Between Kulturkampf and real war
The insult hurled by Italian President Berlusconi at the Arabs and Islam, when he branded their culture as inferior, continues to exercise Arab intellectuals - perhaps even more so than the bombs being dropped on Afghanistan.
The insult hurled by Italian President Silvio Berlusconi at the Arabs and Islam, when he branded their culture as inferior, continues to exercise Arab intellectuals - perhaps even more so than the bombs being dropped on Afghanistan.
"It is difficult for us to absorb this rapid turnabout," says an Egyptian writer. "A few days before the terrorist attack in New York the Arabs believed they had a superior cultural status, or at least a culture no one would dare take issue with. The Durban conference against racism, which everyone has already forgotten, was an event that demonstrated Arab power. Everyone there implored the Arabs to agree to moderate their definition of Zionism a little. They felt that they could dictate the direction of the intellectual winds, they succeeded in expelling the United States and Israel, and remained with the `cultural' mediators, the Europeans. Yet now, it is Europe that is turning its back on the Arabs and Islam."
Islamic and Arab intellectuals are beginning to do some mental stock-taking, and not in secret. "We have our own Berlusconis," Ali al-Raz wrote in the Lebanese paper Al-Nahar, "and until we see a hundred thousands Arabs demonstrating against the declarations of their leaders, all we can expect is more of a policy of curses ... If only a quarter of the Arab responses against Berlusconi were aimed against the `Arab Berlusconis,' it might be possible to say that the cultural controversy was beginning to be grounded in shared values."
Other intellectuals are now talking about "alienation vis-a-vis the West" instead of the West's alienation vis-a-vis the Arabs, about annexing Western terminology but without adopting their content. They see a need for a "journey of self-quest such as the Arabs and the Muslims have not conducted for generations," in the words of a Lebanese publicist.
In Beirut last week a new think-tank was established called the Arab Institute of Thought; its aim is to prepare for the new culture war. Its founder, a Saudi prince named Khaled al-Faisal, donated some $24 million for the new institute and the Arab League gave him its blessing. About $2 million will be devoted to what is described as "strengthening the Arab press, because, according to al-Faisal, "wars are no longer fought with arms and ammunition, but with thought, culture, economics and the media."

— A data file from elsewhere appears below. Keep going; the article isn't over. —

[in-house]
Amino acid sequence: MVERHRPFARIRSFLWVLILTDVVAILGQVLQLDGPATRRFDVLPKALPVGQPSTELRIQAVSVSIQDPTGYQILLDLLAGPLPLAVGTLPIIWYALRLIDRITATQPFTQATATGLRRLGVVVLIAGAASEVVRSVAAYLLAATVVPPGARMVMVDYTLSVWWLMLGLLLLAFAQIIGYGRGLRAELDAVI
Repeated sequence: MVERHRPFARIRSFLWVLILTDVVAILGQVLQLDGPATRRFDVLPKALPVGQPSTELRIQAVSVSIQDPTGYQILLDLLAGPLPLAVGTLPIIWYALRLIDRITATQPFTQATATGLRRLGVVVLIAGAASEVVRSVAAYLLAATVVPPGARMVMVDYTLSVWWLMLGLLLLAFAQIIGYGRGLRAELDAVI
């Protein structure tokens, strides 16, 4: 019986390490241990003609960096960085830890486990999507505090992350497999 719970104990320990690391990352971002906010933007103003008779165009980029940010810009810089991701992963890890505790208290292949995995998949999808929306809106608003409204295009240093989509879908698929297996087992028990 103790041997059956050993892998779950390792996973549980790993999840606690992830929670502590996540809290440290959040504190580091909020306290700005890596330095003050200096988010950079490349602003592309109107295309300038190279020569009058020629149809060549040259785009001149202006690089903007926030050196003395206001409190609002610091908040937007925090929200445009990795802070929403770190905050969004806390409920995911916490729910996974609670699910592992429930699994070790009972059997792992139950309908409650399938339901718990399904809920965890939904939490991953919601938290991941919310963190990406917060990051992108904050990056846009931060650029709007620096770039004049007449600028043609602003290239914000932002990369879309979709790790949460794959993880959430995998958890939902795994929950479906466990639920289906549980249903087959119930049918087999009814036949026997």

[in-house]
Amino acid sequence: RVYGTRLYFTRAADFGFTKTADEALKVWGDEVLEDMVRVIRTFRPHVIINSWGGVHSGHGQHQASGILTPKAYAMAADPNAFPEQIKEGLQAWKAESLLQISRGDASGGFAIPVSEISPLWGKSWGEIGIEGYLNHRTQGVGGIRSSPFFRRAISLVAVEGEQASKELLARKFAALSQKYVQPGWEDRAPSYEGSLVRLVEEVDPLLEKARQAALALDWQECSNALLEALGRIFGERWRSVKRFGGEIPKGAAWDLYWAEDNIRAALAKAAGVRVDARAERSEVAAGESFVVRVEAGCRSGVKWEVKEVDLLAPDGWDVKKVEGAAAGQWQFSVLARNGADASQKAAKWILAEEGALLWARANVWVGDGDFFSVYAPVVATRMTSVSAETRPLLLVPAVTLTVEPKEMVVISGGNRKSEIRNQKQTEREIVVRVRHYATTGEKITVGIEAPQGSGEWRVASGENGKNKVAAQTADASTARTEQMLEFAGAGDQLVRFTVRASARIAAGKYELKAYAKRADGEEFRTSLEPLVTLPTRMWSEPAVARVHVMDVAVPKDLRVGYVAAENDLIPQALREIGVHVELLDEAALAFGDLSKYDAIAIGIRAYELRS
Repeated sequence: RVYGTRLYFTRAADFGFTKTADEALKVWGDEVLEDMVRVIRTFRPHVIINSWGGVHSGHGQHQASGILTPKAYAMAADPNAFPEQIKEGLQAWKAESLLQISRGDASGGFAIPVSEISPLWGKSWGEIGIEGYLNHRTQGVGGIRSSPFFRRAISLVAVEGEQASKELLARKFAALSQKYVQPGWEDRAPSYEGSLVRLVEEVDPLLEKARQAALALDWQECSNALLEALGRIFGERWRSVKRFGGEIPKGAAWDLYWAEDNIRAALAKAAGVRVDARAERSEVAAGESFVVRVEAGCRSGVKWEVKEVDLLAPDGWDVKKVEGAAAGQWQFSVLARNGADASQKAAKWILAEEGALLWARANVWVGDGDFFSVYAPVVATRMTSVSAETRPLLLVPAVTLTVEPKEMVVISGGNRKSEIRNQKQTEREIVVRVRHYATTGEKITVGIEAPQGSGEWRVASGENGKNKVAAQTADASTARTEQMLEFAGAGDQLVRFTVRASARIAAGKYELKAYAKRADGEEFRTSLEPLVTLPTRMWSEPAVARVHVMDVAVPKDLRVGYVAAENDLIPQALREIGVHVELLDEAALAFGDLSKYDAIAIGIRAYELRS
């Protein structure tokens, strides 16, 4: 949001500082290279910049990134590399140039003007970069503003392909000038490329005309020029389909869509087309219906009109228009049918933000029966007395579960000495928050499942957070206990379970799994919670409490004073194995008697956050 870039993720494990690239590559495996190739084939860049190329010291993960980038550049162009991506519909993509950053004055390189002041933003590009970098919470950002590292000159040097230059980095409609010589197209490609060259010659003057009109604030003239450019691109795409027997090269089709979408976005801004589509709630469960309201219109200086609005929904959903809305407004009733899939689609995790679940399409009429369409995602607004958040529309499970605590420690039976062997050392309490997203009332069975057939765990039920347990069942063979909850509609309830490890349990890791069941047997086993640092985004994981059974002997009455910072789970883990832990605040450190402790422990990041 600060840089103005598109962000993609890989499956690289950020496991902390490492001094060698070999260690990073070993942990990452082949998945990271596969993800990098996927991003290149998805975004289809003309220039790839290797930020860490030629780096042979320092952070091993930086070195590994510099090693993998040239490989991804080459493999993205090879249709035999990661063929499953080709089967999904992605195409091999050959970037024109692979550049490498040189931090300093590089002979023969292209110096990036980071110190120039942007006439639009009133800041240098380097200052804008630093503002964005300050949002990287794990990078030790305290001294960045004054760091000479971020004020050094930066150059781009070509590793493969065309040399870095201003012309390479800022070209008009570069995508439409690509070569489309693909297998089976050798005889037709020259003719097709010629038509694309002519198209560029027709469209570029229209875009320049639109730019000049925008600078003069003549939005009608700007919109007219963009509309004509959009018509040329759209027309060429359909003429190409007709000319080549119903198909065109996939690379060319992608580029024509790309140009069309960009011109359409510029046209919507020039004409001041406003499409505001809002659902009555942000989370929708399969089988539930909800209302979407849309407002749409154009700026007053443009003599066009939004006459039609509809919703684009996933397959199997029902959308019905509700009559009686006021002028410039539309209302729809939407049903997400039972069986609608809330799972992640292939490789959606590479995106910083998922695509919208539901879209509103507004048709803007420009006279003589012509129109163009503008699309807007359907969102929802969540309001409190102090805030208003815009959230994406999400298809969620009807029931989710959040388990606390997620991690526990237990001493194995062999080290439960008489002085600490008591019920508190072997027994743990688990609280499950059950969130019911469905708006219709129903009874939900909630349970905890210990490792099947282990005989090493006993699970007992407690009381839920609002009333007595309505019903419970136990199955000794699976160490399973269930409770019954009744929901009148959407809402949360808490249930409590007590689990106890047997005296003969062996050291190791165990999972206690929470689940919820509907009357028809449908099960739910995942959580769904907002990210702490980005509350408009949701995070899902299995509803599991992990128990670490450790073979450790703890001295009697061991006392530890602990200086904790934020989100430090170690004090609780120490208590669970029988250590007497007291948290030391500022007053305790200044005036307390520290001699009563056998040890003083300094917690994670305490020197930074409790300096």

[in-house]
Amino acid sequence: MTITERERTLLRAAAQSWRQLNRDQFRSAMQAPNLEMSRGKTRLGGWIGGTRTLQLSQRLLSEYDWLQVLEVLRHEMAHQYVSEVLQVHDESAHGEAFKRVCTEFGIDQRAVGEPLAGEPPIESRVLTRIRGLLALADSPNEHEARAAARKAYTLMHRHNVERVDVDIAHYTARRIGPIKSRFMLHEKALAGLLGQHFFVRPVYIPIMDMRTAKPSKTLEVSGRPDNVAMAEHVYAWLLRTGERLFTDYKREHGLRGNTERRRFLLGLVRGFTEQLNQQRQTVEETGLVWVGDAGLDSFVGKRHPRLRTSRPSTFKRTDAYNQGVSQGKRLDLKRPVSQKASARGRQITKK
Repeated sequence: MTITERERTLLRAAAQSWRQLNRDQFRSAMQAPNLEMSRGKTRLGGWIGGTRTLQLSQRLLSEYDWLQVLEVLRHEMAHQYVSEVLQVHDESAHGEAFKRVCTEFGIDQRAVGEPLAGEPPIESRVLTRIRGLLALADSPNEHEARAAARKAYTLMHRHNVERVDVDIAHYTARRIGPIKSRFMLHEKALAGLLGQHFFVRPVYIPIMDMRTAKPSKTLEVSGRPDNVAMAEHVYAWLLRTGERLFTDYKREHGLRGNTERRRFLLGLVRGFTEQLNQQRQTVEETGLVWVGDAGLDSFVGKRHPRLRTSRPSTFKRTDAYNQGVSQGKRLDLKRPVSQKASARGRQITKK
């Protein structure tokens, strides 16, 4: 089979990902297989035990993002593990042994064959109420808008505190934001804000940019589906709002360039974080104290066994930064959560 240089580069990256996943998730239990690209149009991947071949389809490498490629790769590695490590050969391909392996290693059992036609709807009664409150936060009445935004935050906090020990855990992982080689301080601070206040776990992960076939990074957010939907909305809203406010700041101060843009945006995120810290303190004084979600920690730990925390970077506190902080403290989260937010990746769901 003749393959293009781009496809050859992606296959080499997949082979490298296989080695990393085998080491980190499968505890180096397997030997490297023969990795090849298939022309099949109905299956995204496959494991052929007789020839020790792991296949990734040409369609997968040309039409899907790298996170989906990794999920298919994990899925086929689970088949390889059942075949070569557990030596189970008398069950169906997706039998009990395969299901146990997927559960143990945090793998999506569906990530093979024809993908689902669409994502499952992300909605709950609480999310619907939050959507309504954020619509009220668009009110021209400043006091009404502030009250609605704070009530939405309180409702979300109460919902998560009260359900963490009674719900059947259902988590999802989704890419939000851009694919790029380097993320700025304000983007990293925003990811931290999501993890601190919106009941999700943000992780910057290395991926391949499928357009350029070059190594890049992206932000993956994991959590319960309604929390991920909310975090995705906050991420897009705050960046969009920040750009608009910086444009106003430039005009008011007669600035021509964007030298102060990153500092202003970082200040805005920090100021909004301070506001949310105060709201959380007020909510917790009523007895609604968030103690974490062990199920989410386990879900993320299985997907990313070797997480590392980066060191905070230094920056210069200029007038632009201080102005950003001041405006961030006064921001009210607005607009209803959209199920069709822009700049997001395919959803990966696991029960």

But that is just the problem, a Jordanian journalist said sardonically about the new institute. "We have money to acquire culture and buy thought, but where is the thought itself?" Both this sarcasm and the genuine effort to examine "where the Arabs made their mistake" show more than anything that the unoriginal coinage of the sociologist Samuel Huntington, the "culture wars," doesn't have much of a leg to stand on.
For if the aspiration of the Arabs and the Muslims is to return to the Western fold and to cleanse themselves of what they (and the world) see as the shame of the terrorist attacks, to equalize the cultures, or at least to support the Western campaign against terrorism, which today is categorized as Islamic terrorism, where exactly is the culture war in all of this?
And if it is a culture war, why are bin Laden and his supporters targeting the United States and not Europe, the cradle of Western civilization? However, just because the concept of the culture war is shown to be inaccurate doesn't mean that there is no true battle of values being fought.
This is not a struggle between the advocates of democracy and its abominators, as the Arab regimes insist their methods are also democratic, even if their definition is not accepted in the West. Nor is it a struggle of capitalists against the poor, as most of the Arab states have in their possession vast capital. Similarly, it's not a war between infidels and believers, as the majority of the Islamic states do business with the infidels and adopt their cultural symbols.
Perhaps it is above all a war of honor, between those who are arrogant and those who are fed up with arrogance, between the members of the club and those who have been left out - between Western racism and Eastern racism.
It is a war between those who believe they are the owners of culture, and those whose culture is being rejected. If so, it is probably a never-ending war.